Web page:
Desalination for Greater Sydney

Sydney Water has been providing world-class water services to Greater Sydney, the Blue Mountains and the Illawarra for 135 years.
Find out more

How do you make freshwater from seawater?

Ever wondered how the magic happens? It's clever, but it's not quite magic. Find out more by having a quick read of our guide to making high quality drinking water!
Find out more

Seawater Intake and outfall

The first step of the process starts here..
Find out more

Pre-treatment filtration

Here the seawater is filtered and cleaned thoroughly
Find out more

Booster pumps & cartridge filters

Water pressure is boosted up to 10 bar - enough to shoot water up to a height of 100 metres!
Find out more

Reverse osmosis membranes

Where the magic happens! Clean filtered seawater is pumped at very high pressure through our reverse osmosis membrane system, where dissolved salts and minerals are removed.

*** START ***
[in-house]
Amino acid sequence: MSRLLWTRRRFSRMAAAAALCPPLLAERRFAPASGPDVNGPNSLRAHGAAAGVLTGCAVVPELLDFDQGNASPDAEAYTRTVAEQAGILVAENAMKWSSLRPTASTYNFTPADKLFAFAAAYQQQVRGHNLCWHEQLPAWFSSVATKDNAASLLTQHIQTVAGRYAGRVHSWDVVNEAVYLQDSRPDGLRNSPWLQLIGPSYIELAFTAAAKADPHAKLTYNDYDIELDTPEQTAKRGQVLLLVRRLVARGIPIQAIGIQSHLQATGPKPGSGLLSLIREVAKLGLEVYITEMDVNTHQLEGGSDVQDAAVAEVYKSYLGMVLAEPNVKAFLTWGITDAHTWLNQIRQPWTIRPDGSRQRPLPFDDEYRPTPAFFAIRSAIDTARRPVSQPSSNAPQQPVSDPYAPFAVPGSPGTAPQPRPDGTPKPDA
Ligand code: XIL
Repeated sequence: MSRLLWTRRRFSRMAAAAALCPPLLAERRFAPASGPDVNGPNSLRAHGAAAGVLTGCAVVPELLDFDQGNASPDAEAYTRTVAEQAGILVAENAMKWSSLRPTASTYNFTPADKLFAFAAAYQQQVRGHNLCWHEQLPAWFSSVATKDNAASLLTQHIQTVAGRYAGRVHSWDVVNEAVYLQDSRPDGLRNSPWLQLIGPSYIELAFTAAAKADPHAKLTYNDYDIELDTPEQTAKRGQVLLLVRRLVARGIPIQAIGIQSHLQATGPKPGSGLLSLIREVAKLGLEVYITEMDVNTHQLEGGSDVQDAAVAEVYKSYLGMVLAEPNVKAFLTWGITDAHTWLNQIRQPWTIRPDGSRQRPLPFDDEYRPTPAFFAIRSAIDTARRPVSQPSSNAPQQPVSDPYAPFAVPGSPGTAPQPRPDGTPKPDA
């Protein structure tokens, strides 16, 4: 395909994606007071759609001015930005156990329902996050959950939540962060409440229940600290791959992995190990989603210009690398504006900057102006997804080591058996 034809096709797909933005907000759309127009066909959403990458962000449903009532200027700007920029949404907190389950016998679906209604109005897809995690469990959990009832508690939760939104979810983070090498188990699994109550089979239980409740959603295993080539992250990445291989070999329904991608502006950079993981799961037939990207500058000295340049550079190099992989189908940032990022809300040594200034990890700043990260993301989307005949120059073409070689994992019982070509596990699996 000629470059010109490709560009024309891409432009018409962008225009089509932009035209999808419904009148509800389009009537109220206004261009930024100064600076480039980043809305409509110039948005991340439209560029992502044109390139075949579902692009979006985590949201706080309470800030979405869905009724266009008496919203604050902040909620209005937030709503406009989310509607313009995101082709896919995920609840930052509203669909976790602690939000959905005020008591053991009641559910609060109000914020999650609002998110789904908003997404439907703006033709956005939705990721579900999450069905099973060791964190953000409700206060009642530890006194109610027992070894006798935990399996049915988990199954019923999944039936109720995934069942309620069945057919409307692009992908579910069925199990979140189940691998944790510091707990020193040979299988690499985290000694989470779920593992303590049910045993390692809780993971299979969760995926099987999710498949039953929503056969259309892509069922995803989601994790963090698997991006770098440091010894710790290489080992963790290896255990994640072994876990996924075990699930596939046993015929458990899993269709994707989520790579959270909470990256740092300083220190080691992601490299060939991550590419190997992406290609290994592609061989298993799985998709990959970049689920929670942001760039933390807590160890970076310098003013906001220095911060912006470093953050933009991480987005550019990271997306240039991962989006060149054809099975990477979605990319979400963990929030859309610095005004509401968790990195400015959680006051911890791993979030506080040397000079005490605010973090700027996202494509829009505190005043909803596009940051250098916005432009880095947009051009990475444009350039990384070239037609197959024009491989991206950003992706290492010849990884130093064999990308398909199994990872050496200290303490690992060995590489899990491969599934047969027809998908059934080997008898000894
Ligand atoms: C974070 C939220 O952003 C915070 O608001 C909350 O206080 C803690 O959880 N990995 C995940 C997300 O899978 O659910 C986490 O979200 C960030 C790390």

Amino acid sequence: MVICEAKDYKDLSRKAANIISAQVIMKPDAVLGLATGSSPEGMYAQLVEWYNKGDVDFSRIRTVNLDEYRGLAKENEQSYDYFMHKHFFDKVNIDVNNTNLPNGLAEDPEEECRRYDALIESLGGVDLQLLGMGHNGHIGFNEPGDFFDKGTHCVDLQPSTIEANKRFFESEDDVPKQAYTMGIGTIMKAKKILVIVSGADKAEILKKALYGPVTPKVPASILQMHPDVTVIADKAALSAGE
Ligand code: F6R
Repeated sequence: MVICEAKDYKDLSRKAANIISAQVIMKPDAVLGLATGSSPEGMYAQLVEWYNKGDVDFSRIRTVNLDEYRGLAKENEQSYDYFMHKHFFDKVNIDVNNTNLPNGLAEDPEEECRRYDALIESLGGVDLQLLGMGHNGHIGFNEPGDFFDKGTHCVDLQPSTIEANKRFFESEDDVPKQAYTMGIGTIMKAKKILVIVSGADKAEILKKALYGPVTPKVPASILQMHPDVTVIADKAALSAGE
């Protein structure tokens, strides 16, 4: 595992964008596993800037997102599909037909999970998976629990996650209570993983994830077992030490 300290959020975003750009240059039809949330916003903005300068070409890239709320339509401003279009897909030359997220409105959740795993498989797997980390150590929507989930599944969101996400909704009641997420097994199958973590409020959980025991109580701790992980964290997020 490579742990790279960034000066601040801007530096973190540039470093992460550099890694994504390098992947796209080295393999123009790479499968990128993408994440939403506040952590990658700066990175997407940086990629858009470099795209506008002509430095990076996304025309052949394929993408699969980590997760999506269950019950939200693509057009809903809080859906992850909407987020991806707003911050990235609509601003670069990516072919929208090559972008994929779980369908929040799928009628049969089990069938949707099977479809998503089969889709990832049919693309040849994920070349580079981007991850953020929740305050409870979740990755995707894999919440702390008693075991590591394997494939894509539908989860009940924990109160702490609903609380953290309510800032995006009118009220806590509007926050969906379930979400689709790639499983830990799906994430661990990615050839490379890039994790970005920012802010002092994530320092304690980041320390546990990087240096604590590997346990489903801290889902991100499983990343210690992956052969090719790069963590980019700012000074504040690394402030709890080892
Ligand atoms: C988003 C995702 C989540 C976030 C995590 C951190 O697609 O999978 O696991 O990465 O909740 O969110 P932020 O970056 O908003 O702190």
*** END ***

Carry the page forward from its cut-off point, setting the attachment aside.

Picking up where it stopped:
Find out more

Post treatment

The fresh water produced by the reverse osmosis membrane process requires minerals to be added. This helps stabilise the water and ensures it tastes like any other drinking water.
Find out more

Treated water & transfer to Sydney Water

Our high quality drinking water is transported along an 1800mm diameter and 18km long pipeline passing under Botany Bay to the Sydney Water supply network at Erskineville
Find out more

Wastewater management

All wastewater flows are collected, treated and beneficially reused where possible, otherwise it is disposed of responsibly.
Find out more

Expansion of the plant

The Plant was originally constructed with expansion in mind - up to 500 million litres of high-quality drinking water a day – double its current capacity.
Find out more

Our Focus on the Environment

The Sydney Desalination Plant was built with a strong focus on the environment.
Find out more

History of desalination

A one page history of desalination, great for schools as resources or posters.
Find out more

Our team

Meet the team behind the Sydney Desalination Plant.

Find out more

The environment

Not only do we produce drinking water, but we're growing eucalyptus trees to help feed a koala colony!

Find out more

How desalination works

There are six key steps to transforming seawater into fresh drinking water.